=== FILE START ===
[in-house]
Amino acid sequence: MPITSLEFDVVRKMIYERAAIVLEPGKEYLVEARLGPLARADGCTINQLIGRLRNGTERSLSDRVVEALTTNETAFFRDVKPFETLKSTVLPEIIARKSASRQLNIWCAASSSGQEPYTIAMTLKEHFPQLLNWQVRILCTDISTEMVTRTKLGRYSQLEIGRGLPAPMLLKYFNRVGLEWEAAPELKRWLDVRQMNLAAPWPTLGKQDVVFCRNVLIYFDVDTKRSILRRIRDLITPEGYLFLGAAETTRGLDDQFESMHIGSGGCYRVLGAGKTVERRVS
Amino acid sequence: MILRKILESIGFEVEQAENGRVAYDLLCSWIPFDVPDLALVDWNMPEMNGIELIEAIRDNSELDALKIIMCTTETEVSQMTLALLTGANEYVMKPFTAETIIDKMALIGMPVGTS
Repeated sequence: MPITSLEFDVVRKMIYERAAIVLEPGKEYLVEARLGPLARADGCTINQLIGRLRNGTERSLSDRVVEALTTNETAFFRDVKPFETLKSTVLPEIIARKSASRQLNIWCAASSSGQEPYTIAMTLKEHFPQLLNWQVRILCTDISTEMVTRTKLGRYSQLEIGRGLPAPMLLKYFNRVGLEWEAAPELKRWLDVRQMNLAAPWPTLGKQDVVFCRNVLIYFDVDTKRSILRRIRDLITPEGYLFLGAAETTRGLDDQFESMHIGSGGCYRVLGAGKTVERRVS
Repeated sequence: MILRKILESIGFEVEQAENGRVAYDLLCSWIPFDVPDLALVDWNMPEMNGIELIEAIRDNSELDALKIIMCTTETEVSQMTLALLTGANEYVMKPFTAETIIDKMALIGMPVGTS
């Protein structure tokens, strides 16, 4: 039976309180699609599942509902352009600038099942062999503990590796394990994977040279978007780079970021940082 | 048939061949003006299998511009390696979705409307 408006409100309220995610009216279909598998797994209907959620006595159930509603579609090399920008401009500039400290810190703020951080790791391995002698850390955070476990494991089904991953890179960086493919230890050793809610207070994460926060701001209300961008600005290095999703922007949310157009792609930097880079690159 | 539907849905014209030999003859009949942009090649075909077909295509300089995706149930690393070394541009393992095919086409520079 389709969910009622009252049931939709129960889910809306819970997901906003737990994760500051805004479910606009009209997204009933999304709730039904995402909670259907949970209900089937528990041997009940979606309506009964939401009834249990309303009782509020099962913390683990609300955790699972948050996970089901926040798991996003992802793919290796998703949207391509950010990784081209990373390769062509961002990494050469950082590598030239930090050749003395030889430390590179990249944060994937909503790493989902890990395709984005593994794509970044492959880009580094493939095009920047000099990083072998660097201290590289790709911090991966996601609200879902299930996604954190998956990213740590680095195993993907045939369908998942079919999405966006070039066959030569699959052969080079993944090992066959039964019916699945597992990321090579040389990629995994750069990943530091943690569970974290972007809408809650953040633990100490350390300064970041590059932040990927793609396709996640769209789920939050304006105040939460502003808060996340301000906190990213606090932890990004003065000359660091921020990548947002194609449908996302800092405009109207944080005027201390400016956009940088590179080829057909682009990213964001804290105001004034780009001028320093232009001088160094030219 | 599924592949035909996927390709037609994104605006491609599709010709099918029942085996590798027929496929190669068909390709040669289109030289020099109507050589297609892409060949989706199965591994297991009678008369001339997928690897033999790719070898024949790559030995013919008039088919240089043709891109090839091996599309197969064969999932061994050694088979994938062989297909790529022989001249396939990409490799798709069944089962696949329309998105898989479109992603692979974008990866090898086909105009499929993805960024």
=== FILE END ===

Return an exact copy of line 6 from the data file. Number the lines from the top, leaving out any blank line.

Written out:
């Protein structure tokens, strides 16, 4: 039976309180699609599942509902352009600038099942062999503990590796394990994977040279978007780079970021940082 | 048939061949003006299998511009390696979705409307 408006409100309220995610009216279909598998797994209907959620006595159930509603579609090399920008401009500039400290810190703020951080790791391995002698850390955070476990494991089904991953890179960086493919230890050793809610207070994460926060701001209300961008600005290095999703922007949310157009792609930097880079690159 | 539907849905014209030999003859009949942009090649075909077909295509300089995706149930690393070394541009393992095919086409520079 389709969910009622009252049931939709129960889910809306819970997901906003737990994760500051805004479910606009009209997204009933999304709730039904995402909670259907949970209900089937528990041997009940979606309506009964939401009834249990309303009782509020099962913390683990609300955790699972948050996970089901926040798991996003992802793919290796998703949207391509950010990784081209990373390769062509961002990494050469950082590598030239930090050749003395030889430390590179990249944060994937909503790493989902890990395709984005593994794509970044492959880009580094493939095009920047000099990083072998660097201290590289790709911090991966996601609200879902299930996604954190998956990213740590680095195993993907045939369908998942079919999405966006070039066959030569699959052969080079993944090992066959039964019916699945597992990321090579040389990629995994750069990943530091943690569970974290972007809408809650953040633990100490350390300064970041590059932040990927793609396709996640769209789920939050304006105040939460502003808060996340301000906190990213606090932890990004003065000359660091921020990548947002194609449908996302800092405009109207944080005027201390400016956009940088590179080829057909682009990213964001804290105001004034780009001028320093232009001088160094030219 | 599924592949035909996927390709037609994104605006491609599709010709099918029942085996590798027929496929190669068909390709040669289109030289020099109507050589297609892409060949989706199965591994297991009678008369001339997928690897033999790719070898024949790559030995013919008039088919240089043709891109090839091996599309197969064969999932061994050694088979994938062989297909790529022989001249396939990409490799798709069944089962696949329309998105898989479109992603692979974008990866090898086909105009499929993805960024």